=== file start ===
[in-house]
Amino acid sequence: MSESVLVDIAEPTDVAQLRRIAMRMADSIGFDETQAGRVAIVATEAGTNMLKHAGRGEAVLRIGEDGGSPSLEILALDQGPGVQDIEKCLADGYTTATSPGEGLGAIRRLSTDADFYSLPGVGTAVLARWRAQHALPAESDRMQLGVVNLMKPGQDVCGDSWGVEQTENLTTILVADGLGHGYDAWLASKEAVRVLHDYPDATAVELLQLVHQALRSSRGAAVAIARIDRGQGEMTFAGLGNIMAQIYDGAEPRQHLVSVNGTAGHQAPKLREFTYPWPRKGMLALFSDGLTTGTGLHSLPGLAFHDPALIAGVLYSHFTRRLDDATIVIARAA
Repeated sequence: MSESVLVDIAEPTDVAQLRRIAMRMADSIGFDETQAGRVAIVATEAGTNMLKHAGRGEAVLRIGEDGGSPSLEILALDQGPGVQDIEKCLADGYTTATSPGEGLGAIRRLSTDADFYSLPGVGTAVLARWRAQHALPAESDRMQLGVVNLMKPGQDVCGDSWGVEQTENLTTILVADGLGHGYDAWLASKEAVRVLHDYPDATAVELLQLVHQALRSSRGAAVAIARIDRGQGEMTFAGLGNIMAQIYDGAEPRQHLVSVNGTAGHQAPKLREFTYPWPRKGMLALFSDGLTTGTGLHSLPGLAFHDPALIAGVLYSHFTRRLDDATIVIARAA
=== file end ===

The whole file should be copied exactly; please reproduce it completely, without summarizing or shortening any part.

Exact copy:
[in-house]
Amino acid sequence: MSESVLVDIAEPTDVAQLRRIAMRMADSIGFDETQAGRVAIVATEAGTNMLKHAGRGEAVLRIGEDGGSPSLEILALDQGPGVQDIEKCLADGYTTATSPGEGLGAIRRLSTDADFYSLPGVGTAVLARWRAQHALPAESDRMQLGVVNLMKPGQDVCGDSWGVEQTENLTTILVADGLGHGYDAWLASKEAVRVLHDYPDATAVELLQLVHQALRSSRGAAVAIARIDRGQGEMTFAGLGNIMAQIYDGAEPRQHLVSVNGTAGHQAPKLREFTYPWPRKGMLALFSDGLTTGTGLHSLPGLAFHDPALIAGVLYSHFTRRLDDATIVIARAA
Repeated sequence: MSESVLVDIAEPTDVAQLRRIAMRMADSIGFDETQAGRVAIVATEAGTNMLKHAGRGEAVLRIGEDGGSPSLEILALDQGPGVQDIEKCLADGYTTATSPGEGLGAIRRLSTDADFYSLPGVGTAVLARWRAQHALPAESDRMQLGVVNLMKPGQDVCGDSWGVEQTENLTTILVADGLGHGYDAWLASKEAVRVLHDYPDATAVELLQLVHQALRSSRGAAVAIARIDRGQGEMTFAGLGNIMAQIYDGAEPRQHLVSVNGTAGHQAPKLREFTYPWPRKGMLALFSDGLTTGTGLHSLPGLAFHDPALIAGVLYSHFTRRLDDATIVIARAA